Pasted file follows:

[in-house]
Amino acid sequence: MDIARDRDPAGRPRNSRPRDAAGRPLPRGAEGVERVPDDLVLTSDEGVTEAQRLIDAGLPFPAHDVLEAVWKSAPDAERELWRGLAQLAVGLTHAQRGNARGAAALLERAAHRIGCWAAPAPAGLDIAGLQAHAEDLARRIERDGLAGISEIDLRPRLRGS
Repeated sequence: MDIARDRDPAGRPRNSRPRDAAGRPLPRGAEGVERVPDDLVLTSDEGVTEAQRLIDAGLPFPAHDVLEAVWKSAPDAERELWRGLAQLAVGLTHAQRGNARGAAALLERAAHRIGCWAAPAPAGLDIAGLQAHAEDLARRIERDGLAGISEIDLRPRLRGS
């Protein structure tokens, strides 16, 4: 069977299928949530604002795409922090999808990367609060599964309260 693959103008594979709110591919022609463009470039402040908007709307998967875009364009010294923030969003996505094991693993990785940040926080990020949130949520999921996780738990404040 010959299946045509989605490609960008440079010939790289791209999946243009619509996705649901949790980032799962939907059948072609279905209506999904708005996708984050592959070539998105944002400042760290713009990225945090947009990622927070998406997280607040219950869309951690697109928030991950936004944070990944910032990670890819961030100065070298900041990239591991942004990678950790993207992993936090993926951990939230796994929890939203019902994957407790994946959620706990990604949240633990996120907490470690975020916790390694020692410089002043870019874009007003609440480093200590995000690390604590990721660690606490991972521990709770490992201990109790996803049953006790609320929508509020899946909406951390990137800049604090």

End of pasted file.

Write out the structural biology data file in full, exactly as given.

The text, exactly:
[in-house]
Amino acid sequence: MDIARDRDPAGRPRNSRPRDAAGRPLPRGAEGVERVPDDLVLTSDEGVTEAQRLIDAGLPFPAHDVLEAVWKSAPDAERELWRGLAQLAVGLTHAQRGNARGAAALLERAAHRIGCWAAPAPAGLDIAGLQAHAEDLARRIERDGLAGISEIDLRPRLRGS
Repeated sequence: MDIARDRDPAGRPRNSRPRDAAGRPLPRGAEGVERVPDDLVLTSDEGVTEAQRLIDAGLPFPAHDVLEAVWKSAPDAERELWRGLAQLAVGLTHAQRGNARGAAALLERAAHRIGCWAAPAPAGLDIAGLQAHAEDLARRIERDGLAGISEIDLRPRLRGS
């Protein structure tokens, strides 16, 4: 069977299928949530604002795409922090999808990367609060599964309260 693959103008594979709110591919022609463009470039402040908007709307998967875009364009010294923030969003996505094991693993990785940040926080990020949130949520999921996780738990404040 010959299946045509989605490609960008440079010939790289791209999946243009619509996705649901949790980032799962939907059948072609279905209506999904708005996708984050592959070539998105944002400042760290713009990225945090947009990622927070998406997280607040219950869309951690697109928030991950936004944070990944910032990670890819961030100065070298900041990239591991942004990678950790993207992993936090993926951990939230796994929890939203019902994957407790994946959620706990990604949240633990996120907490470690975020916790390694020692410089002043870019874009007003609440480093200590995000690390604590990721660690606490991972521990709770490992201990109790996803049953006790609320929508509020899946909406951390990137800049604090």